In the backdrop of industry consolidation and potential growth concerns, networking company F5 Networks ( (FFIV) ) could catch the attention of activist investors, according to company followers.

While Seattle-based F5 boasts of being a high quality business with a well-established, installed customer base, the asset is also undervalued because its growth profile is slowing, said Sanford C. Bernstein  analyst Pierre Ferragu, adding that growth is also slowing in a natural way for a cash-generative business that has nicely penetrated the market.

At the same time, F5 Networks is among the few firms left to be picked up in the IT security management sector that has consolidated partly amid activist pressure. 

Last month, Infoblox ( (BLOX) ) agreed to be acquired by Vista Equity Partners for $1.6 billion following pressure from Jeffrey Smith's Starboard Value. The sale of Infoblox came after Riverbed Technology was taken private for $3.5 billion by a consortium led by Thoma Bravo in 2015 after Elliott Management's campaign. Citrix Systems ( (CTXS) ) was also a target of pressure from Elliott Management and opted to merge its GoTo business with LogMeIn ( (LOGM) ).

Paul Singer's Elliott Management has carved out a niche by focusing on technology companies and built a strong track record pushing for M&A at large-cap tech firms. It has successfully pushed for sales of Qlik Technologies and Informatica, among others. The fund is currently agitating for change at Imperva ( (IMPV) ) and Mentor Graphics ( (MENT) ).

F5 Networks, too, could play a role in the industry consolidation, but it also isn't an asset that strategics are "begging" to own, Ferragu added, noting the question largely remains who would step up to the plate with what would be a sizable check.

"It's a fairly big company," he said, referring to F5 Networks'  $7.94 billion market capitalization. And the valuation could easily reach $10 billion with a decent premium.

But F5 Networks isn't also "your typical badly-run company" the way Infoblox and others had been, Needham & Co. LLC analyst Alex Henderson cautioned, adding that the Santa Clara, Calif.-based network infrastructure services provider was dealing with serious operating problems.

That's not to say F5 Networks doesn't have steps it could take to better position itself.

Henderson explained that F5 Networks could pivot its strategy from being a pure application delivery services (ADS) company to becoming a mini Cisco Systems ( (CSCO) ) that has its own distribution channel. It could do that with M&A, he added. While players like Cisco have pursued more needle-moving acquisitions that gave the company access to large swaths of end markets, F5 has largely pursued tuck-in acquisitions.

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F5 Networks' peers came under activist investors' fire partly due to weak valuations sparked by wary investors fearing that transition to the public cloud would phase out F5's IT infrastructure. The sector's valuation compression began in 2013, according to Henderson, who said valuations fell, and stayed down for the most part.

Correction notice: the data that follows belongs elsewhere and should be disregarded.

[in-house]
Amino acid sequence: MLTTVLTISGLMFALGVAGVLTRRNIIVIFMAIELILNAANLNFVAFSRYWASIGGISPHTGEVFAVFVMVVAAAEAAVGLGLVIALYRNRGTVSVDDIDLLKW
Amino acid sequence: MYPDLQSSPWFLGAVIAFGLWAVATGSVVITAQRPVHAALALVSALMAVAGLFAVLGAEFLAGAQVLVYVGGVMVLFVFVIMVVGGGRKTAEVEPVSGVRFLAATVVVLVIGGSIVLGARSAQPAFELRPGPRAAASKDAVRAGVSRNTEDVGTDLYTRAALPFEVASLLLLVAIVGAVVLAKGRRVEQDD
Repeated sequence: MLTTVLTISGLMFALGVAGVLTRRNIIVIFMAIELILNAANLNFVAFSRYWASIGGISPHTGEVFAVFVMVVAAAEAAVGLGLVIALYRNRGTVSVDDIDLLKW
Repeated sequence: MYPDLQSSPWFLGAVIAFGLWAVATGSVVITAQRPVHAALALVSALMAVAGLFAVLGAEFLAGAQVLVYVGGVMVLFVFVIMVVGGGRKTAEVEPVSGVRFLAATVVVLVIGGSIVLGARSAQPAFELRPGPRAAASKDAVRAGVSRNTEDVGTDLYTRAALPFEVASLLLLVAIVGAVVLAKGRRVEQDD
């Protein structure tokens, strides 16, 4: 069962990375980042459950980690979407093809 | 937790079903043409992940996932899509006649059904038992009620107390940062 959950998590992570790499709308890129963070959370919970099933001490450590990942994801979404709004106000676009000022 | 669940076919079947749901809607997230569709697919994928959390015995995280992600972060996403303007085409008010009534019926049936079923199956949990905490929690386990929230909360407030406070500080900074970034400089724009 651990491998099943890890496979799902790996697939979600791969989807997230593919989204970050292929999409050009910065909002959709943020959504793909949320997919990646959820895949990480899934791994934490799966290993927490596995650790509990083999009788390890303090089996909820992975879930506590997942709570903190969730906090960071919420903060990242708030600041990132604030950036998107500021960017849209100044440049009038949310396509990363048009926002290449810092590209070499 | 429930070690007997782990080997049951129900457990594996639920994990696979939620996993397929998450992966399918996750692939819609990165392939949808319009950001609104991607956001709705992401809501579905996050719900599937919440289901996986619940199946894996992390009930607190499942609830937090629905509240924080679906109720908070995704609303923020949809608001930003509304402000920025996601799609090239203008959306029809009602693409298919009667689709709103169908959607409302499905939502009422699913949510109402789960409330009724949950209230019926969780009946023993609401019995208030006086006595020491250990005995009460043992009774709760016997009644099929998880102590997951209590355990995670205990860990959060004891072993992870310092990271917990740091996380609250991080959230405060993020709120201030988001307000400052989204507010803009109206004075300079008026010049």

Elliott pressured Juniper Networks ( (JNPR) )  early in this cycle until it settled with the activist and appointed two dissident-backed directors to the board last year.

Security companies have been exposed to activism because they built their organizations for rapid growth and have subsequently left holes for opportunities to improve margins and streamline operations, Morningstar Inc. analyst Ilya Kundozerov wrote in an email. As computing workloads are moving to the cloud, it is difficult to find new areas for growth for some IT infrastructure stalwarts, he added.

"Some names are transforming from growth category to the cash cows. Here again, activist investors and private equity firms are the best candidates to institute strict expense control and drive up a share price," Kundozerov said.

PE firms have been active M&A participants in this sector. In case of F5 Networks, financial sponsors are also the likely candidates to take a swing.

The integration of F5 products into a strategic's product line-up would be difficult because F5's software and hardware are vendor-specific, Kundozerov explained, adding that such a task would require a lot of work.

If an activist launches a campaign at F5 Networks Inc. they won't be able to effect change quickly. Investors can't call special shareholder meetings or act by written consent to expedite any director-election efforts. As a result a proxy contest would need to take place at the technology company's upcoming annual meeting, expected in March. However, an activist could seek to take control of F5 Networks board because all directors are up for election annually.

Meanwhile, F5's investor base already has shareholders like Blue Harbour Group with a track record of activist campaigns.

Blue Harbour, which owns a 1.46% F5 stake is known for taking a collaborative approach to affecting change, spending several years behind the scenes with boards and management. The fund also only purchases stakes if it supports the management and it does not launch proxy contests.

For example, the Greenwich, Conn.-based firm was behind the sale of Rackspace Hosting ( (RAX) ).

Blue Harbour's Clifton Robbins started accumulating shares back in 2014 when it revealed through a filing that it planned to engage in talks with the company's management and the board as well as potential strategic partners or competitors. The cloud services provider ultimately agreed to be acquired by Apollo Global Management for $4.3 billion in August.

-- Ronald Orol contributed to this report.